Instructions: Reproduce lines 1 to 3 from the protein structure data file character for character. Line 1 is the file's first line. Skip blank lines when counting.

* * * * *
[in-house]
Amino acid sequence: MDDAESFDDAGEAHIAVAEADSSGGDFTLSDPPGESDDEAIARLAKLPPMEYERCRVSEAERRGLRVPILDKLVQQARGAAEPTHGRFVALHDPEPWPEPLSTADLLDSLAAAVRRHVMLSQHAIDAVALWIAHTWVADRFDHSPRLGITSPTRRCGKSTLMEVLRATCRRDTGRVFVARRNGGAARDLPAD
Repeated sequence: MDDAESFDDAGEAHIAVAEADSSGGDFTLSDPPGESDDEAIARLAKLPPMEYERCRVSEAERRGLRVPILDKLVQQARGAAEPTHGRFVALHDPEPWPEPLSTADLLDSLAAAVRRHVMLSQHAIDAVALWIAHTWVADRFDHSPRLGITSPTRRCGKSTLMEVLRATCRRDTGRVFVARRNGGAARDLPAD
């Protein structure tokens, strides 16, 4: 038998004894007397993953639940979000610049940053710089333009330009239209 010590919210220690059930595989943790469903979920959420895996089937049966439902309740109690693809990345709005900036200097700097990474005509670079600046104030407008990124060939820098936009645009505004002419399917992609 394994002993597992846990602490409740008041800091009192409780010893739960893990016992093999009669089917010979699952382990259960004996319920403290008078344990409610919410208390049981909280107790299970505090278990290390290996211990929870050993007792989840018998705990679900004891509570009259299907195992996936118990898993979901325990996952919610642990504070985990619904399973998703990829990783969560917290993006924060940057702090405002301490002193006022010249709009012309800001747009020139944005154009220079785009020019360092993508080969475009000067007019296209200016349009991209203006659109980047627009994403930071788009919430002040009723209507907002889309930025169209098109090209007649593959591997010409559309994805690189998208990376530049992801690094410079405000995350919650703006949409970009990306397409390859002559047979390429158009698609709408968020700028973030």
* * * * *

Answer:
[in-house]
Amino acid sequence: MDDAESFDDAGEAHIAVAEADSSGGDFTLSDPPGESDDEAIARLAKLPPMEYERCRVSEAERRGLRVPILDKLVQQARGAAEPTHGRFVALHDPEPWPEPLSTADLLDSLAAAVRRHVMLSQHAIDAVALWIAHTWVADRFDHSPRLGITSPTRRCGKSTLMEVLRATCRRDTGRVFVARRNGGAARDLPAD
Repeated sequence: MDDAESFDDAGEAHIAVAEADSSGGDFTLSDPPGESDDEAIARLAKLPPMEYERCRVSEAERRGLRVPILDKLVQQARGAAEPTHGRFVALHDPEPWPEPLSTADLLDSLAAAVRRHVMLSQHAIDAVALWIAHTWVADRFDHSPRLGITSPTRRCGKSTLMEVLRATCRRDTGRVFVARRNGGAARDLPAD